Nobody seems to believe I'm an author. On the one hand, I find it hilarious. On the other hand, I find it tremendously irritating. Every since I was five years old, I tried to get people to believe that I wanted to be an author - that I seriously wanted to be an author. Most people had the impression that I wasn't serious - that it was a fad that I was going to pass through. I had to work really hard just to make them understand that I liked writing and that I actually wanted to write a book.
After I got published in a teenage anthology, a few people told me that I was an author. But sometimes it feels like the general consensus is that until you get a whole book of your own published, you are not a real author. You're a partial author. You've written a few pages of something decent - well done! Now try four hundred pages.
When I got a literary agent, people began to take me more seriously, and it felt glorious. And now, at long last, I have a publisher. But my books aren't out yet, and as result, not many people believe me when I say that I'm an author. Even when I say that I have a publishing company, people raise their eyebrows. My music students in particular are very amusing. I tell them that I'm an author. Many of them sit there and say:
"No. No, you're not an author."
"But I am."
"No, you're not. I've never heard of you. I haven't got your autograph."
"Look dear, I'm not that type of author. But I am an author of sorts."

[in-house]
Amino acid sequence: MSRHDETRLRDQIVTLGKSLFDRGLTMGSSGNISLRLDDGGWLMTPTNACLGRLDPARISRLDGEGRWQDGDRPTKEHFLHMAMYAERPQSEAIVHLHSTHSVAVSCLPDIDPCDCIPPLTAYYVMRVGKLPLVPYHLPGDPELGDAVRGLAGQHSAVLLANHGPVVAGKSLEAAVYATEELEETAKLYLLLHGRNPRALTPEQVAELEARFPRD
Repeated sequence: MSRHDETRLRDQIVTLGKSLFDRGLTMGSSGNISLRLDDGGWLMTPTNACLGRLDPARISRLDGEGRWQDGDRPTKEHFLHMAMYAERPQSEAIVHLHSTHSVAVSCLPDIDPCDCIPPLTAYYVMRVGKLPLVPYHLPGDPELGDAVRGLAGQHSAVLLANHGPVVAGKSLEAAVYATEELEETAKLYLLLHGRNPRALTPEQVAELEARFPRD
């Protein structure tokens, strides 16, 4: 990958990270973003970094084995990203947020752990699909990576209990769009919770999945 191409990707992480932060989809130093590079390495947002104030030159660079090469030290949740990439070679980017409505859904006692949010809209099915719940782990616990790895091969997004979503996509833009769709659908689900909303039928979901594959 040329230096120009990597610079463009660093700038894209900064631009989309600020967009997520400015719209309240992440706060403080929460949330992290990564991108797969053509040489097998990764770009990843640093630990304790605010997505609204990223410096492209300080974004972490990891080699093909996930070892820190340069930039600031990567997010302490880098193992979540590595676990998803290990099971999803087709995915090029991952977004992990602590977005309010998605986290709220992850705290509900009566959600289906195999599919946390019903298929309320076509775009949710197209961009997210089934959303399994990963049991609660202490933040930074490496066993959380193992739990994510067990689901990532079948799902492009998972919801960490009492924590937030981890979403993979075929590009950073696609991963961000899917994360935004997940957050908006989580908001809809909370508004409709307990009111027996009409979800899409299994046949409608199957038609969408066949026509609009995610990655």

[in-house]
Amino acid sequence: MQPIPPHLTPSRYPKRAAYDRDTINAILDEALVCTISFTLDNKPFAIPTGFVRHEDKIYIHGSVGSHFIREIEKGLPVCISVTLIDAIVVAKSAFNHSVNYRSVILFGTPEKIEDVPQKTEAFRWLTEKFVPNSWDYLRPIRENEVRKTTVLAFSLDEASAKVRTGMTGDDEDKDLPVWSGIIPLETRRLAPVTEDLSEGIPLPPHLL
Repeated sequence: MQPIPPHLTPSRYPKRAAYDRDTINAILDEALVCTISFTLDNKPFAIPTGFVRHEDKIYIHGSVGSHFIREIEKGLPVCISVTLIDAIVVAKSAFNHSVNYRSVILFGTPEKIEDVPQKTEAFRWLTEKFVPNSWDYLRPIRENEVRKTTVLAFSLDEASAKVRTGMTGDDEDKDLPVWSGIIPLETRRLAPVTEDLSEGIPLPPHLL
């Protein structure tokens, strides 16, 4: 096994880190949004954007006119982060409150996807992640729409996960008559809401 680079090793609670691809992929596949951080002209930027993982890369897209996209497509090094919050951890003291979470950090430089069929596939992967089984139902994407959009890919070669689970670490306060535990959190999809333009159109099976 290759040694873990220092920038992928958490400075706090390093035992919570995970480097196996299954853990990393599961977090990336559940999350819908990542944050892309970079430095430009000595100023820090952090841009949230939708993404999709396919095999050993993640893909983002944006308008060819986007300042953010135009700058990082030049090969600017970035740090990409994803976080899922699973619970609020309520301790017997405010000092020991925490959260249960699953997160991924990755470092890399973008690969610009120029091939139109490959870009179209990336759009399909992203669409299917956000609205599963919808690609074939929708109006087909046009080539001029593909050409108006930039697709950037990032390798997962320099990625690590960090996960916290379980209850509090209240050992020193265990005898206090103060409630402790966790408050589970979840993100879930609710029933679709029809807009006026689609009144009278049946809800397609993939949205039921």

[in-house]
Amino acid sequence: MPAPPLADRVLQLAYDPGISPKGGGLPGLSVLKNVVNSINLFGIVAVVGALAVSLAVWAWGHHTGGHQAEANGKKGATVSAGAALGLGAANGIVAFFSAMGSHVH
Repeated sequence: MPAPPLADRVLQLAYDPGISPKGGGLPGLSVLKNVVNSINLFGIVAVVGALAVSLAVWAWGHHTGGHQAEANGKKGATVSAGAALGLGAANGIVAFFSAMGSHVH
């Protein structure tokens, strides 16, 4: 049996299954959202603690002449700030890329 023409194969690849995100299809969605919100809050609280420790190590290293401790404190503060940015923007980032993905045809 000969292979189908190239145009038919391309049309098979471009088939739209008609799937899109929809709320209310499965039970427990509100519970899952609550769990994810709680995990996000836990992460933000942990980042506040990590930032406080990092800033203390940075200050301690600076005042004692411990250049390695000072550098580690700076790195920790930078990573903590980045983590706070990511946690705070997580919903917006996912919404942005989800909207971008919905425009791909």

"Well, you're not really a real author."
"Uh, yes, I am."
"No, you're not."
Then the child leans forward and says, with the same sympathy that a good doctor will have for the inmate of an asylum:
"You're actually a music teacher."
Clearly, I'm having an identity crisis when I write books then. I think the "My-Teacher-Does-Nothing-Else-But-Teach-Me-and-She-Lives-In-a-School-or-Studio" is a universal disease that students have, because I've encountered this attitude surprisingly often. I love my students. But this is a flaw many of them have.
So what is an author at heart to do when no one else believes they're an author? When trying to prove yourself just doesn't do any good? I come back to my initial point. One has to believe.
God is a critical part of my life. I cannot do without Him. He's saved me from Hell in this life and in the next. Lots of people think Christians just live to die. That's not how it is at all - at least, not with the ones that really count. We live to do better, to bring a little bit of heaven into this life if we can - and this not through ourselves, but through God and the salvation He has brought us.
It's this belief that's sustained me through my writing journey. When I was ten, I was convinced that God had given me particular ideas and desires for a reason. So I wrote. Even now, I still believe that there's a special purpose for the story that I'm telling. I don't know what it is, and I don't know what will happen to it. I don't even know if anyone will like it. But I know that there's a reason. And that's enough for me.
Why do you write?